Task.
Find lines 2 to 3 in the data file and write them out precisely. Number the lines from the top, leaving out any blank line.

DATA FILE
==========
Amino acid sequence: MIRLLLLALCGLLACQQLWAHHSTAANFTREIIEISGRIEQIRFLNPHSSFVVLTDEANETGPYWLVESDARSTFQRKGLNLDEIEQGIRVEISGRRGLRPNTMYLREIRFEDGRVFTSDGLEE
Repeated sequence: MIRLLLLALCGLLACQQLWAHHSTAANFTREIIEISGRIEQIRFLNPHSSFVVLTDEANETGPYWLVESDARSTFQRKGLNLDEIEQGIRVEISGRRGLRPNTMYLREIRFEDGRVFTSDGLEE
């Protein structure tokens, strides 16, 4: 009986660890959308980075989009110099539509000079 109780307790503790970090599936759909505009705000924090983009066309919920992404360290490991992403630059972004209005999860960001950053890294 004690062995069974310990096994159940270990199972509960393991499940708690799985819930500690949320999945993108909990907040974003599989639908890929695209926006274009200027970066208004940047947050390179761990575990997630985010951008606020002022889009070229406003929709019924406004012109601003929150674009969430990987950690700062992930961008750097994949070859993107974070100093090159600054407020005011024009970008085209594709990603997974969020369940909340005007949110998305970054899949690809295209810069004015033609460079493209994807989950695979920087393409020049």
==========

Repeated sequence: MIRLLLLALCGLLACQQLWAHHSTAANFTREIIEISGRIEQIRFLNPHSSFVVLTDEANETGPYWLVESDARSTFQRKGLNLDEIEQGIRVEISGRRGLRPNTMYLREIRFEDGRVFTSDGLEE
């Protein structure tokens, strides 16, 4: 009986660890959308980075989009110099539509000079 109780307790503790970090599936759909505009705000924090983009066309919920992404360290490991992403630059972004209005999860960001950053890294 004690062995069974310990096994159940270990199972509960393991499940708690799985819930500690949320999945993108909990907040974003599989639908890929695209926006274009200027970066208004940047947050390179761990575990997630985010951008606020002022889009070229406003929709019924406004012109601003929150674009969430990987950690700062992930961008750097994949070859993107974070100093090159600054407020005011024009970008085209594709990603997974969020369940909340005007949110998305970054899949690809295209810069004015033609460079493209994807989950695979920087393409020049």